Christmas on a Greek island still remains a bit odd. In daytime you can enjoy the sun in a Christmas tree decorated t-shirt. But once the sun kisses the sea, a wintry cold creeps up from the ground and then a hot spiced wine (glühwein) taste as sweet as a Christmas angel on your tongue, just like past Sunday, when hundreds of people came to the Christmas market in Molyvos.
You may throw a party on the 6th of December in honour of the little Holy Baby in his manger, but this day remains first and foremost the Names Day of Saint Nicholas, in Greek Ayos Nikolaos. He is amongst others the patron saint of children and of everybody travelling over water. I’m sure that all Greek islands have a church dedicated to him. On Lesvos you even may find a Saint Nicholas church in each harbour, and that is very much needed, because saving lives has become a daily matter here.
The Holy Nicholas originally comes from Patara, nowadays in Turkey. As the Bishop of Myra he helped poor children and saved people from the sea. Now that masses of refugees use Turkey to come to Europe, he will be the saint responsible for a safe journey over the Aegean Sea.
European politicians may have celebrated this childrens’ event (especially in Holland), eating lots of sweet and with their hearts at peace, because they shifted their guilt to Greece and they have dropped an enormous bag full of money in Turkey, so that no refugee dares to enter Europe anymore. Naughty kids in Holland can end up in the big bag of the coloured helpers of Saint Nicholas and I think that those Peters should cram those politicians playing Judas in their bag and transport them to Lesvos. There they will have to participate in a cold night wake in order to see what their faulty decisions have caused: devilish Erdogan has caused the refugee stream to dry up, just to show that he is the boss over Europe and that he has sent his smugglers for a Christmas Holiday. Those few not obeying Erdogan will have to play at being real smugglers, using the night as their cover: now the refugees do the crossing mainly in the pitch-dark, regularly choosing the longer route to Mytilini, which makes the journey even more dangerous.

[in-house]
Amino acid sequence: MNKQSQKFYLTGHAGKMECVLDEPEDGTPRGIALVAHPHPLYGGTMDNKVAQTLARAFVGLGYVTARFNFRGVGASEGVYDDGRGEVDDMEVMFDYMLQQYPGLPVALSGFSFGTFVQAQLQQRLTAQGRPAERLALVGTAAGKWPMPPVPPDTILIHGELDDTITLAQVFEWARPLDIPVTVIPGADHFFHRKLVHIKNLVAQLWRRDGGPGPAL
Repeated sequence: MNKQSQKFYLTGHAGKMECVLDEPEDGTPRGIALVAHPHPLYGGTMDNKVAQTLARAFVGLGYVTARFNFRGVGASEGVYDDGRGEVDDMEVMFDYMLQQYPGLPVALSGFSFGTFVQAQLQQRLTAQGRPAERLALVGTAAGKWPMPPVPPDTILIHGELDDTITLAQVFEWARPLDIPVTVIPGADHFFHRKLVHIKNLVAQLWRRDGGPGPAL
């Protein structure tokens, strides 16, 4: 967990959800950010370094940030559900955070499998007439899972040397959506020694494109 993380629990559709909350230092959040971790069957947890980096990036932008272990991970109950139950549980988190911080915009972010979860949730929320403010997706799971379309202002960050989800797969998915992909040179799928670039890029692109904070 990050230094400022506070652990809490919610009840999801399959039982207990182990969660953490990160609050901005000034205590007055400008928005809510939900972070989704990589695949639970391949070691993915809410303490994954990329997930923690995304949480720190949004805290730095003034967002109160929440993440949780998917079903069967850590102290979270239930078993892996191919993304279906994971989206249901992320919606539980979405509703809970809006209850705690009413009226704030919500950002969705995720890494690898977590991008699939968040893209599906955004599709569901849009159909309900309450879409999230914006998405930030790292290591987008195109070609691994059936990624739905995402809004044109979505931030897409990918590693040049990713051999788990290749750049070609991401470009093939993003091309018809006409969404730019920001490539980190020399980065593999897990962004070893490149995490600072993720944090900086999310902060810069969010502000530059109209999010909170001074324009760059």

As far as I can see Turkey does not have a patron saint, but Greece does: Saint Nicholas. Now look at the Greek people! Entirely in the spirit of their patron saint and with the help of lots of gifts from abroad, they are trying to give the refugees dignified shelter.
The patron saint of Lesvos is the archangel Michael (Taxiarchis), who normally is pictured like a fierce fighter out of a modern computer game. He regularly uses his weapon. According to believers the last time he took up his shiny sword was during the Cyprus crisis (1974), when his mural painting at the Mandamados Monastery disappeared. It reappeared within a week and several Greek soldiers vow that in the time between, they fought their battle against the Turks side by side with Michael.
This combative archangel also is no stranger to Muslims. Mikal is known to have fought against the devil. That he did not win that battle proves all the evil that still is around. Since the death of Mary (who died in Ephese, also now in Turkey) Turkey has been the centre of several powerful empires, like the Byzantines and the Ottomans. Today someone else is enthroned in Turkey dreaming of another megalomaniac empire.
These days feel like we are in the world of Game of Thrones, where rulers and politicians are blinded by wealth and trample their people; they play dirty tricks and fight each other, while in the background, not a new Ice Age, but the warming of the globe is the real enemy.
Jesus’ father Joseph is the protector of a long list of people, amongst them the refugees. But he has so many to protect that it seems he may not be up to his task. I think the refugees better stick with Ayos Nikolaos, who, believe it or not, was the precursor of Santa Claus. Lighting a candle for this white bearded man could be a good idea.